Five NCAA student-athletes are among the 32 Rhodes Scholars selected from the United States for 2013.
The five winners who have participated in NCAA championship sports are Kiley Hunkler, Army women’s lacrosse; Dakota McCoy, Yale women’s track and field; Rachel Woodlee, Wofford women’s volleyball; Katie Whitcomb, Navy women’s track and field; and Geogianna “Annie” Whiteley, Luther women’s tennis.
The Rhodes Scholarships provide awardees with a fully funded opportunity to study at the University of Oxford in England. The awards, among the most prestigious in academia, have a value of about $50,000 per year. The American students will join an international group of scholars selected from 14 other jurisdictions around the world. About 80 scholars are selected each year.
Hunkler, an Army lacrosse captain and battalion commander, will graduate with the highest academic average in the Department of Behavioral Sciences and Leadership and is one of a small number of seniors endorsed to attend medical school upon graduation. She will defer medical school to study global health science at Oxford. Hunkler worked at Walter Reed National Military Medical Center while a student and also worked at several regional hospitals while studying abroad in Ghana.
Yale hurdler and javelin thrower McCoy is an ecology and evolutionary biology major, performing research in ecology, primate cognition and evolutionary biology. A Goldwater Scholar and member of Phi Beta Kappa, McCoy also won Yale’s Frances Gordon Brown Prize for intellectual leadership and service. In her spare time, McCoy volunteers for the Special Olympics and sings in an a capella group. She plans to perform research in zoology while at Oxford.
Woodlee lived with a family in Tibet and studied in Peru and several regions of China — and is fluent in Mandarin. At Wofford, Woodlee is captain of the volleyball team and majors in business economics and Chinese. She is a junior member of Phi Beta Kappa and plans to study modern Chinese at Oxford.
Whitcomb, brigade character development officer and a Navy track and field standout, will continue her study of China while at Oxford. The Chinese major will graduate in the top 2 percent of her class. Whitcomb co-founded a chapter of Operation Wounded Warrior at Navy and volunteered in the Philippines to assist girls victimized by human trafficking.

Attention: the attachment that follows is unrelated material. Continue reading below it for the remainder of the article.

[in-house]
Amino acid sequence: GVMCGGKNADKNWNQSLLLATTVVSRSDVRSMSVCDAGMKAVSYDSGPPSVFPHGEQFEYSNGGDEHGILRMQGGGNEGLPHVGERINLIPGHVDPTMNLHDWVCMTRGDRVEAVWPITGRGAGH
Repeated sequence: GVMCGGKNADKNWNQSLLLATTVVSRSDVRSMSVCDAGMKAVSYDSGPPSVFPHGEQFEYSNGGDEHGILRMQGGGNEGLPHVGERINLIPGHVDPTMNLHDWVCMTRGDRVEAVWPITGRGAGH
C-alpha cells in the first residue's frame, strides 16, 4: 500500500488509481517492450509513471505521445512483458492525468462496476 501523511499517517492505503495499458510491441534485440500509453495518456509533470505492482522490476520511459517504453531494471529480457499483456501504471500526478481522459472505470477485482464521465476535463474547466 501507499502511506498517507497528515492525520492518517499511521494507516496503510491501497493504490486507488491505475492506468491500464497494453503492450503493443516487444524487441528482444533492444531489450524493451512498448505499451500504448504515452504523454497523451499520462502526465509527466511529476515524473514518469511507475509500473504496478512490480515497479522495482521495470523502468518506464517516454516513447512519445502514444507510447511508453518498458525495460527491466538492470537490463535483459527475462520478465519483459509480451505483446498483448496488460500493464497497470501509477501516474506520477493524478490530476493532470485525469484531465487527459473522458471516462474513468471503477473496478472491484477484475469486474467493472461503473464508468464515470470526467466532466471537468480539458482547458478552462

Whiteley is a chemistry major and biology minor at Luther, where she plays tennis. Her undergraduate work includes research on Maasai traditional medicine and the distillation of plant oils for that community’s economic development. She also has undertaken research at the Nanoscience and Nanotechnology Institute at the University of Iowa. Whiteley is a youth mentor and participates in Habitat for Humanity. She plans to study medical anthropology at Oxford.
Rhodes Scholars are selected in a two-step process that includes nomination by their universities and a detailed finalist interview. In determining the award, the committee considers criteria set out in the will of Cecil Rhodes, including high academic achievement, integrity of character, a spirit of unselfishness, respect for others, potential for leadership and physical vigor.
The “physical vigor” component of the award applies to student-athletes who are able to balance the academic demands of the classroom and the physical demands of intercollegiate sport. Among previous NCAA student-athlete Rhodes recipients are Princeton graduate and former U.S. Sen. Bill Bradley, former Florida State football safety Myron Rolle, Southern California graduate and Athletics Director Pat Haden and former associate justice of the Supreme Court Byron White. White won football’s Heisman Trophy at Colorado and also was a recipient of the NCAA’s Theodore Roosevelt Award.